Blogging from A - Z about clothes...
On Wednesday, we are gaining a new family member. There's lots of things we need to buy before she arrives.
“We need a seat belt attachment, so we can collect her,” I say to my husband Andy. "She needs to be securely fastened into the car. It's the law."
So we go shopping.
“How big is she?” The sales assistant is eager to help us. "What breed is she?"
“We don’t really know,” I say. “We're adopting her from the Animal Shelter.”
“Oh that is so beautiful,” the woman cries, tears in her eyes. “A pound puppy! You’re saving a life.”
We return home from the shops with a collar and a pet tag with our dog’s name engraved upon it: Nora. Nora is the name she received at the Animal Shelter. She’s only had it a week or so. I suppose we could change it. But no one wants to.
“Nora the Explorer… Isn’t that a perfect name?”
“It's different. How many dogs do you know called Nora?” We can’t think of any.
"As long as Nora isn't a gnawer."
"People are going to ask us what kind of dog Nora is. What will we say?" I ask.
"We can tell them we don't know."
“We could say she's a black dog.”
“A pound puppy.”
“A pound princess.”
“A Highland Black.”
“A Highland Black?”
“Yes, she’s black and she lives in the Highlands.”
So we all agree. Nora is a Highland Black. Do you think anyone will question us further? Maybe they'll assume it’s a breed they’ve never heard of before. They might nod their heads knowingly, unwilling to show their ignorance. What do you think?
So what does a Highland Black look like? Highland Blacks are medium-sized dogs. They have short velvety coats, thumpy tails, gentle natures, soft floppy ears and long legs perfect for running. Yes, our Highland Black is going to be a running dog.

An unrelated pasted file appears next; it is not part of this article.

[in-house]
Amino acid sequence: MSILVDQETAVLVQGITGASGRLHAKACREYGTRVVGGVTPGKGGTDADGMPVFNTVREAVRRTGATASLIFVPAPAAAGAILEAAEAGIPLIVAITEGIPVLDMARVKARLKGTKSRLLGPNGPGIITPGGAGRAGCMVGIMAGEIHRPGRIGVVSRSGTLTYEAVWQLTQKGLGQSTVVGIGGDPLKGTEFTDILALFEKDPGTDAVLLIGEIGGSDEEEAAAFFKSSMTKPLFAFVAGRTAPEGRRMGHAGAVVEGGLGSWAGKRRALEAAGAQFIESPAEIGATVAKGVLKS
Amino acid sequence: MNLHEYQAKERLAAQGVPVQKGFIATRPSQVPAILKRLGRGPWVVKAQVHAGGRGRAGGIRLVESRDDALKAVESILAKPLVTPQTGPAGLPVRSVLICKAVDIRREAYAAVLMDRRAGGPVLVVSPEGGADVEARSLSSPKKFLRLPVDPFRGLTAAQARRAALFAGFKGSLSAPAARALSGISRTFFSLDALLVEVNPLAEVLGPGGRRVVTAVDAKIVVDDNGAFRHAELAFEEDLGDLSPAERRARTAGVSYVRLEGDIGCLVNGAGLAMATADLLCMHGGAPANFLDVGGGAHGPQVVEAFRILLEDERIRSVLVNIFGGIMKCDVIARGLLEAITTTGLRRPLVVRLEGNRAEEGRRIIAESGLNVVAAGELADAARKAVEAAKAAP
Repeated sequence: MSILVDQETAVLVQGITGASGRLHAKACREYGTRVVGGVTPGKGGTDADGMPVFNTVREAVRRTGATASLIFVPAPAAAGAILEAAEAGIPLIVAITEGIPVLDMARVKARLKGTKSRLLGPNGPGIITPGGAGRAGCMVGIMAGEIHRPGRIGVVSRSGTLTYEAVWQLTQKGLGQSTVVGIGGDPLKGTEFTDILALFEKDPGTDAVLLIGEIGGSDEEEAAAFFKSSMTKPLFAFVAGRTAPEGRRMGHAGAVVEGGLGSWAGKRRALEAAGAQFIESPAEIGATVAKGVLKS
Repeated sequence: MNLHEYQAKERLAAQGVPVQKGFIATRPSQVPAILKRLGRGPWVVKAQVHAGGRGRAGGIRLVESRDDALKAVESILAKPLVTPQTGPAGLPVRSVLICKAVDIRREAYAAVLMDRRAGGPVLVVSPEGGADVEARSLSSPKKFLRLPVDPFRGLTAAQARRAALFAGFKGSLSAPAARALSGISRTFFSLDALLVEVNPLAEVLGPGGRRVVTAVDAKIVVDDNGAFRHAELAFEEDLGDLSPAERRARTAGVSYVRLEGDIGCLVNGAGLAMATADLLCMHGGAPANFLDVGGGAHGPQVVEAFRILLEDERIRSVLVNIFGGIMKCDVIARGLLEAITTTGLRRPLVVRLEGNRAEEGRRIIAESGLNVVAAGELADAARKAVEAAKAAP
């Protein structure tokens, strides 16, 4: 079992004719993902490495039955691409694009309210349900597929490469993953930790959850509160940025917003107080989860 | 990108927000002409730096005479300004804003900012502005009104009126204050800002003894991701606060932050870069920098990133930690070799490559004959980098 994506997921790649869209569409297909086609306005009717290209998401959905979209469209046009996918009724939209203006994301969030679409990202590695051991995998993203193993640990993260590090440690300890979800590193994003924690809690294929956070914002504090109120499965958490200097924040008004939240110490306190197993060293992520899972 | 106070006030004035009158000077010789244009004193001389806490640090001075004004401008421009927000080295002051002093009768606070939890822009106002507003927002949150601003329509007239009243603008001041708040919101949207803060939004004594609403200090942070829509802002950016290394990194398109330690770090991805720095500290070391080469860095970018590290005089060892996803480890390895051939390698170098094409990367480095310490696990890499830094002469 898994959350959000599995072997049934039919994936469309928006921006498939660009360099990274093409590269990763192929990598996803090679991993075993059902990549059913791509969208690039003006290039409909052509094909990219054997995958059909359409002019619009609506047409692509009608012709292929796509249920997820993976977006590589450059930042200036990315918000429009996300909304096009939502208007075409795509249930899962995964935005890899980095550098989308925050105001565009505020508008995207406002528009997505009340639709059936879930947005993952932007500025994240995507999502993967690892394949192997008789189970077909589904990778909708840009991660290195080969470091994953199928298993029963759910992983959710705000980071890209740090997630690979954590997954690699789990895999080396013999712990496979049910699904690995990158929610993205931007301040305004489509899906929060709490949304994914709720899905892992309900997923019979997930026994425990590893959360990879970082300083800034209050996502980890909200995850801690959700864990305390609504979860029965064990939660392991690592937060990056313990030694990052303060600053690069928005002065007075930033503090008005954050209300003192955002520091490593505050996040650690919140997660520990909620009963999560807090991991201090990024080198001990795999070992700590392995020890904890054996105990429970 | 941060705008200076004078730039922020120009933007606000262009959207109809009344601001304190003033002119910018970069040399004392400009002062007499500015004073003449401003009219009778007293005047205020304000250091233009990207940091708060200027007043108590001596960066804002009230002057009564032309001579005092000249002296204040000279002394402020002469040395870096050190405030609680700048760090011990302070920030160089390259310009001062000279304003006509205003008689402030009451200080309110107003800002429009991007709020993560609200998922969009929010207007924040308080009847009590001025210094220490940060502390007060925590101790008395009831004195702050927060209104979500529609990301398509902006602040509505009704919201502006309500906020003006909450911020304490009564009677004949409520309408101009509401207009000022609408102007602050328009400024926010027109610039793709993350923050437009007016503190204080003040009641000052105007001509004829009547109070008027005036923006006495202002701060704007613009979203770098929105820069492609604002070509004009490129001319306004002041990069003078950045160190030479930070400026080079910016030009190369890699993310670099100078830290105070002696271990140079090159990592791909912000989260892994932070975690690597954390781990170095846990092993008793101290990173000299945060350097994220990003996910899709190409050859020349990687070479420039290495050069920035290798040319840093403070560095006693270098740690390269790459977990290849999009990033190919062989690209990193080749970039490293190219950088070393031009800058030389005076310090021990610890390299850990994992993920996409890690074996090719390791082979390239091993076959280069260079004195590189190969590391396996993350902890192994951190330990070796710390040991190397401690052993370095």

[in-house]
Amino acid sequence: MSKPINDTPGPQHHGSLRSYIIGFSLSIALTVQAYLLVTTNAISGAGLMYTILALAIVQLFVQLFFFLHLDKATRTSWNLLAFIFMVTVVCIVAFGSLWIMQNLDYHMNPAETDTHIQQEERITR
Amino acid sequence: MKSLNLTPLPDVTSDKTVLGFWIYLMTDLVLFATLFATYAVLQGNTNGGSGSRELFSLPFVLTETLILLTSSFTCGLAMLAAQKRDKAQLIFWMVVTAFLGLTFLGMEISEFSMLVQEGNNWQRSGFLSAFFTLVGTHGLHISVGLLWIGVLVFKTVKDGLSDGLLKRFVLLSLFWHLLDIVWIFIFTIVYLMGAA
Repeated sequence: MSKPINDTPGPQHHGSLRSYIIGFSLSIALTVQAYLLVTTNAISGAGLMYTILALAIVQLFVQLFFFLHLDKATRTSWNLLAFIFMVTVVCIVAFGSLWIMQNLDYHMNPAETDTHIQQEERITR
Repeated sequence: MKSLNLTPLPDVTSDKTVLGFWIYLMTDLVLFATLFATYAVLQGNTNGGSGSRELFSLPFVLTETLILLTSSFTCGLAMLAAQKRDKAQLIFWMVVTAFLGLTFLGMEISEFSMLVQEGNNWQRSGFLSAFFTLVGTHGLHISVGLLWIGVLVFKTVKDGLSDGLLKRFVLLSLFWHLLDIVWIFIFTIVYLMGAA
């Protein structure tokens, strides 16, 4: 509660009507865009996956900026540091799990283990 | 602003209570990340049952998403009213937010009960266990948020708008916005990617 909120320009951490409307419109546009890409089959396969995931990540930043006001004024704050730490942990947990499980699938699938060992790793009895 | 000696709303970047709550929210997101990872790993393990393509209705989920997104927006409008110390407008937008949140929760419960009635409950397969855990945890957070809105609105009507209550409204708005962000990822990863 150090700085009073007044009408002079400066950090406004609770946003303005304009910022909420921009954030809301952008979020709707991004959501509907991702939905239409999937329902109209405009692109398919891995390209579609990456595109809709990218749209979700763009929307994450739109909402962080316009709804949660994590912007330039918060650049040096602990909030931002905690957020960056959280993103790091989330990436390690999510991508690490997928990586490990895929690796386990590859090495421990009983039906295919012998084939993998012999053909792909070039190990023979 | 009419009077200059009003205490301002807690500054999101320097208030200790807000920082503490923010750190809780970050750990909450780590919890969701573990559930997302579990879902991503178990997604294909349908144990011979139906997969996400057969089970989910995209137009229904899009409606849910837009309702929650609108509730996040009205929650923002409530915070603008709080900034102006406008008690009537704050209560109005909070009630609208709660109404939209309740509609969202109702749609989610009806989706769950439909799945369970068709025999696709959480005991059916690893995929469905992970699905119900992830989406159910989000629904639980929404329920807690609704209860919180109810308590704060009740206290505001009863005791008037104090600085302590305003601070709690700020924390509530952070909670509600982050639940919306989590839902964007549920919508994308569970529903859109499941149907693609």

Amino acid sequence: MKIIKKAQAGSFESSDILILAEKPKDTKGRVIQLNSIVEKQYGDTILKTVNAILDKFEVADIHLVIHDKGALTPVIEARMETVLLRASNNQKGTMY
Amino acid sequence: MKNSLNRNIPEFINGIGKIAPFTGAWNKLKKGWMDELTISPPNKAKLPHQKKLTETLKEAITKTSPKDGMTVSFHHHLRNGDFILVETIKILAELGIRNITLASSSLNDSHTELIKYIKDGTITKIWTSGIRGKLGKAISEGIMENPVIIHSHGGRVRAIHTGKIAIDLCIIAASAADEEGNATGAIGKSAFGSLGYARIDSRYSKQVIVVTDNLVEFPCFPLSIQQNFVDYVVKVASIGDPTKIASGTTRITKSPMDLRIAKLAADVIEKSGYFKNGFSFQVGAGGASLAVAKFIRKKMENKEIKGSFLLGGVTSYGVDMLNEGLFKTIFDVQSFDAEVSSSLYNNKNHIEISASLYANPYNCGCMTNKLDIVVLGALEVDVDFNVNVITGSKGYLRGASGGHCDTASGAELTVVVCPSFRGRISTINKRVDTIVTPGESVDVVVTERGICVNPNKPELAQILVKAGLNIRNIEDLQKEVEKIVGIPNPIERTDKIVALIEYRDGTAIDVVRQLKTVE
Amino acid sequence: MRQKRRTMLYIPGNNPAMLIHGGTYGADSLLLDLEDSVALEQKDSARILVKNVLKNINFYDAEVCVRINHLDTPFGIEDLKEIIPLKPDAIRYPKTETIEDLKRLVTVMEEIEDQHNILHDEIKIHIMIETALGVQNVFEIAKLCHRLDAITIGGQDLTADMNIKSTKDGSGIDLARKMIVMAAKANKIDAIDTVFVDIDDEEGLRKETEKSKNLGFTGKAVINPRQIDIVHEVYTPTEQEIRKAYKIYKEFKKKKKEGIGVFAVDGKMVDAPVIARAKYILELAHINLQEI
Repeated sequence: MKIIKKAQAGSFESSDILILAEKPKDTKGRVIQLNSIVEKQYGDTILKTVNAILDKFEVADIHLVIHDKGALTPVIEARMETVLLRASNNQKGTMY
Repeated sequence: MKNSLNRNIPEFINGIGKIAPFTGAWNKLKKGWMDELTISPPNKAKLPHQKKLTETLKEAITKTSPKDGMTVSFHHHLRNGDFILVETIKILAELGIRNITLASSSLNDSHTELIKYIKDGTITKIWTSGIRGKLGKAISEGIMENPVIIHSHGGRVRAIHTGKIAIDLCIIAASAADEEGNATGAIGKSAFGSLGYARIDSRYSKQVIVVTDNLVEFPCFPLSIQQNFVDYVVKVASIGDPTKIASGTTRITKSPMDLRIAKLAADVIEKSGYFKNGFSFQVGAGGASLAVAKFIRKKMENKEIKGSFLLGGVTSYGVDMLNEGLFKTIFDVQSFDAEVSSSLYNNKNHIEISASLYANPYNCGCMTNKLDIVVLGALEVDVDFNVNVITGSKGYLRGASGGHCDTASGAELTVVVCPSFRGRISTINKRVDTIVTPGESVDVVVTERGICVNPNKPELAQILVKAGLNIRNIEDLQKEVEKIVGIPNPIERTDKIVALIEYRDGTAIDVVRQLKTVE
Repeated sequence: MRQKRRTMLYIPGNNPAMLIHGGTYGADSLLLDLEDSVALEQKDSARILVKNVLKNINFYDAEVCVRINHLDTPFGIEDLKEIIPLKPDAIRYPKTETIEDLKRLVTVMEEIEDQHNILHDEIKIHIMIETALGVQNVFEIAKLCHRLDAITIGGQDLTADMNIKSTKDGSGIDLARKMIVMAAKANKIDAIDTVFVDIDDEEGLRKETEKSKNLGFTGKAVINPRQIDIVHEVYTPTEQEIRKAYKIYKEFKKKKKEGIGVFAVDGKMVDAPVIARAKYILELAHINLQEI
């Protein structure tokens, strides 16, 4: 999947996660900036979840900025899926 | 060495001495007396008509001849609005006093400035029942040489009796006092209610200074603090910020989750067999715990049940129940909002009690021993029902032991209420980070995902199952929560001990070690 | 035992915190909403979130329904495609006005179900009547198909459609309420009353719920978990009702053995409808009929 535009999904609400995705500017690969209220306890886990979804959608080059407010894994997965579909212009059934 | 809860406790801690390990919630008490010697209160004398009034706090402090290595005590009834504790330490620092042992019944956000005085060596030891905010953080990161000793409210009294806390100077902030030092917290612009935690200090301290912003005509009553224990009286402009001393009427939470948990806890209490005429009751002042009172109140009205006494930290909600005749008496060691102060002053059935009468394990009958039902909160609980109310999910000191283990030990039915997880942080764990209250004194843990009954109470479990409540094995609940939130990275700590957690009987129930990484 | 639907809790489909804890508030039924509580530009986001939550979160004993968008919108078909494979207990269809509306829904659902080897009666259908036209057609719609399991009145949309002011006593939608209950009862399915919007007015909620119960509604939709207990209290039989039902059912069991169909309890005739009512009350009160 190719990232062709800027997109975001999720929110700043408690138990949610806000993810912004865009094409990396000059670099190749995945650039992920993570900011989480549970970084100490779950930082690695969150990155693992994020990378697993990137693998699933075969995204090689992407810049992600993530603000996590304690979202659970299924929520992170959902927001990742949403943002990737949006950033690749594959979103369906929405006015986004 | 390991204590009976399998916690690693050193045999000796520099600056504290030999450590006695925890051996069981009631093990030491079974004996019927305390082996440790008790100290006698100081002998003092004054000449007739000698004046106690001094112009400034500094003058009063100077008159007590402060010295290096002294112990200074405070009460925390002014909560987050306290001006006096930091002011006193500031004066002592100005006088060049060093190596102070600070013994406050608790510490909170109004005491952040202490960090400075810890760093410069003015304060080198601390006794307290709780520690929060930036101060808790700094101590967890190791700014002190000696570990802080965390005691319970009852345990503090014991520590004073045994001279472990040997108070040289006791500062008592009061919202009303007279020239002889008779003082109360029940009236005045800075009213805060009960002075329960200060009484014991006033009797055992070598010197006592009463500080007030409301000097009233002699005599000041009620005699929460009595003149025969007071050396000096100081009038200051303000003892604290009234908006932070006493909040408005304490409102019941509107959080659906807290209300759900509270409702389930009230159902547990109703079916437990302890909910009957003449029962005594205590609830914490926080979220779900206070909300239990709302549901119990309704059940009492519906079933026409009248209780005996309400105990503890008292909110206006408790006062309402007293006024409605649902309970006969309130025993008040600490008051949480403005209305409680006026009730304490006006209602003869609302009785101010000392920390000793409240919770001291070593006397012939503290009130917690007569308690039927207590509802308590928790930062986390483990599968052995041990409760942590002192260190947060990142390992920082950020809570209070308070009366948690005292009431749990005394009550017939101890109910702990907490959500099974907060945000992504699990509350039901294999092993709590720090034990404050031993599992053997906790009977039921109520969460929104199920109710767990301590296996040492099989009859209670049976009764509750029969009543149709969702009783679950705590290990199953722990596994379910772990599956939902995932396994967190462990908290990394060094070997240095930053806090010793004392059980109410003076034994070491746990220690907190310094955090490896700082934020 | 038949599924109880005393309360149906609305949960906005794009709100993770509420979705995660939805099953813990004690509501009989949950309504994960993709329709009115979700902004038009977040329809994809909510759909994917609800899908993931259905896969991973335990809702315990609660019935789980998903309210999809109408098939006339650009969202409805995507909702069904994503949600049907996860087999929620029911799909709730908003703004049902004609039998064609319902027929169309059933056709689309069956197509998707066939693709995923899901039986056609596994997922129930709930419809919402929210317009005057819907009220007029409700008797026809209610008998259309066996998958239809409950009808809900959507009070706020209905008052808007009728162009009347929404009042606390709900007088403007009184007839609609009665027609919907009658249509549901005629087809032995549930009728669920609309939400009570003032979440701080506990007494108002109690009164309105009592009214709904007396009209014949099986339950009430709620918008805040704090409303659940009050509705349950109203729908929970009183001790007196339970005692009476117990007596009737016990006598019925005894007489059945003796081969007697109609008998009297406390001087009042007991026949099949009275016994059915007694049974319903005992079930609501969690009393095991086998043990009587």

Andy and I and our girls run along the bush tracks close to home. We love pounding down the tracks, running in and out of the shade of the tall gum trees. We hope Nora will enjoy running with us. I am sure her 6 month old long legs will grow even longer. They will be perfect for dashing through the bush, on the end of a leash, of course. We don’t want her chasing any kangaroos.
“We still need to buy a leash,” I say.
“It needs to be a pink one, to match Nora’s collar and pet tag.”
Yes, Nora’s accessories are pink, hot pink. She's going to be a very girly dog. I'm sure she won't mind. Highland Blacks aren't upper-class, nose-in-the-air dogs. No, they are dogs who know how to have fun.
“Do you think hot pink will look good on a black velvet coat?” I ask.
“Of course!” everyone says.
I'm not sure, but then I remember my running shoes. They are the most expensive item in my wardrobe: special shoes designed for running over uneven and rocky terrain. They are magnificent. And they are black and hot pink.
Andy arrives home with a big cardboard box. He deposits it on the patio and our three cats crowd around the door, curious to see what's inside.
"It's just as well cats can't read otherwise they'd be panicking," says Imogen. LARGE DOG KENNEL: The words are printed in bold letters on the front of the box.
The cats aren't the only ones in for a surprise on Wednesday. Nora is too. She'll no longer be a stray. Instead she'll be Nora the Explorer. And when her legs are a little longer, she'll be our running dog.
Do you think she'd be grinning if she knew? I do.
Image: I hope Nora and our cats get on with each other, like this cat and dog.